Articles on Navy SEALs are popular right now in business magazines. There's something about this group of warriors.
For us business men and women, especially entrepreneurs, SEALs seem to hold some sort for secret to success. From their famed hell week portion of training to high profile missions, there must be some lessons in there for the rest of us.
Of late, there have been a handful of former SEALs who have made the transition into the world of business book writing, speaking, and consulting. Rorke Denver and the duo of Jocko Willink and Leif Baben, with their book Extreme Ownership, have been just a few who represent a growing number of SEALs who use their success on the battlefield to teach business folk how to be successful in the markets.
The lessons are solid. The stories these men tell are stunning, straight out of a movie. You can't help but to listen or read with wrapped attention.
On a recent listen to a podcast done by Jocko Willink, named Jocko Podcast of course, I heard a mention of a phrase the SEALs use in planning. It struck me as brilliant in it's simplicity.
"Two is one and one is none."
This idea simply emphasizes the importance of a backup plan. That having one of something is like having none at all and that having two of anything is the same as what you think having one is. This concept is applied to everything in the sphere of a SEAL's world from supplies to weapons to gear and even clothing.
It most importantly applies to mission planning. One plan means no plan. Two plans? Well that's as good as one. SEAL mission planning has become stuff of legend. Detailed battle maps with mission briefs in even greater detail. I read in one article a SEAL joke how his greatest skill coming out of the SEAL Teams was a "masters degree in Microsoft PowerPoint" referring to the number of detailed mission plans he presented during his time as a SEAL.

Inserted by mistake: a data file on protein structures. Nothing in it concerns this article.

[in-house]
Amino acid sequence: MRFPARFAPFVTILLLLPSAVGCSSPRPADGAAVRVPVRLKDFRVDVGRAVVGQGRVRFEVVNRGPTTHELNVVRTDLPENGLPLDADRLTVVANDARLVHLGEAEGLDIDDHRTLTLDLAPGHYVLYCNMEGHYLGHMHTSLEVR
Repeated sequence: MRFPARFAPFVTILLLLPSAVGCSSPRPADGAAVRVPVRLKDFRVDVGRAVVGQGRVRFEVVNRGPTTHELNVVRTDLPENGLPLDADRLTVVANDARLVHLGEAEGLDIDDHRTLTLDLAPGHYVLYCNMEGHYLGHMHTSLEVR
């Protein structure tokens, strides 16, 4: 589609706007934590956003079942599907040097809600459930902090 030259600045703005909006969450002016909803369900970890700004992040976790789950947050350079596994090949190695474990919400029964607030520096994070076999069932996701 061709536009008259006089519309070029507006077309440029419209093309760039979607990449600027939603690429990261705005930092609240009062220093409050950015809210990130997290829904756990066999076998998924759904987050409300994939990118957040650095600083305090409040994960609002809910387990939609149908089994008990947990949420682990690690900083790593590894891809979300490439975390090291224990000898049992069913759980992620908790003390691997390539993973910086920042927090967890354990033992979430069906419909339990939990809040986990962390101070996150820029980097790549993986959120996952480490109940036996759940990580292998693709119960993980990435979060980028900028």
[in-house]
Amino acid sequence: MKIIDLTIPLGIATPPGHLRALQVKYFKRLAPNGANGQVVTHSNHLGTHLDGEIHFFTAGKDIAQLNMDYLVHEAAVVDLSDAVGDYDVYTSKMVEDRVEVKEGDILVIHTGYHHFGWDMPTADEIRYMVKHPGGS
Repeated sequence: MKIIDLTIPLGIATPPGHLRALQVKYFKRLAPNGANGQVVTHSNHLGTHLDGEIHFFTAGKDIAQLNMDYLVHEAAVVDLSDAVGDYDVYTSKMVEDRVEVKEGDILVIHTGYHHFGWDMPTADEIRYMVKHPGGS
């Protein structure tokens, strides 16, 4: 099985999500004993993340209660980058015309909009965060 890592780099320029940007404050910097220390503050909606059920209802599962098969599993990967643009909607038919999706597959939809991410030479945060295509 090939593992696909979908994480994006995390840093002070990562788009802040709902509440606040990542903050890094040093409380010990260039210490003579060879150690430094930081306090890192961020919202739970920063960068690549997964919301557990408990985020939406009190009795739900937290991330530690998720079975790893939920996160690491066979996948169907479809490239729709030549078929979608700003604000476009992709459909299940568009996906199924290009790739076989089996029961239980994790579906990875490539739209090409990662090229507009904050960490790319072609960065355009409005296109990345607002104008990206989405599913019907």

In all of the lessons from SEALs that could transfer to executing a business, this simple idea might be the one that sticks.
Recently, I was working with a CEO colleague on some challenges he was facing in his sales organization. He had hastily promoted his top sales producer into a sales management role, and it just wasn't working out.
In many cases, the skills that enable amazing sales performance simply do not translate into amazing sales management performance. This isn't new. It's a mistake leaders have been making forever. And, once that promotion has been made, it's just hard to undo. What you're left with is the loss of that great rep's production and a bad sales manager. It's a lose - lose. It's hard to put the toothpaste back in the tube.
But, it's a problem we had to tackle. This CEO had recently raised significant capital and needed to trend up and to the right. Time was of the essence. But, how should we go about getting this top sales rep back into his right roll and hire in a worthy sales manager without blowing things up?
We talked about a plan A. Explain to the Rep that we needed a handful of enterprise accounts to hit, and he was the only one who could land them. Also, we'd over-compensate him for landing these needle-moving accounts. Sounded solid.
Towards the end of our chat, I asked what his Plan B was.
"What will you do if he reacts differently, and just hits the eject button? What is your Plan B?"
"Well yes," I said "you know that one plan equals no plan and two plans equal one plan, right?"
The next 2 minutes is the closest I've ever come to being a Navy SEAL. Which is only to say that I was able to use a Navy SEAL planning method to explain how to work through a problem. Which is to say, I am nothing even close to a Navy SEAL but you and I can borrow their proven strategies to win.
We devised a plan B. We talked through and started planning for the rep just leaving. We set up some alternative plans and reached out to some key accounts.
As it turned out, he stayed. We were able to pull out plan A. But, plan B forced us to look at the situation differently. We have some new things in place as a direct result of plan B.
What does mission planning look like in your role? What does it look like for your organization? What's your plan B?
This one under-the-radar SEAL method of planning simply made us better, and it can make you better too.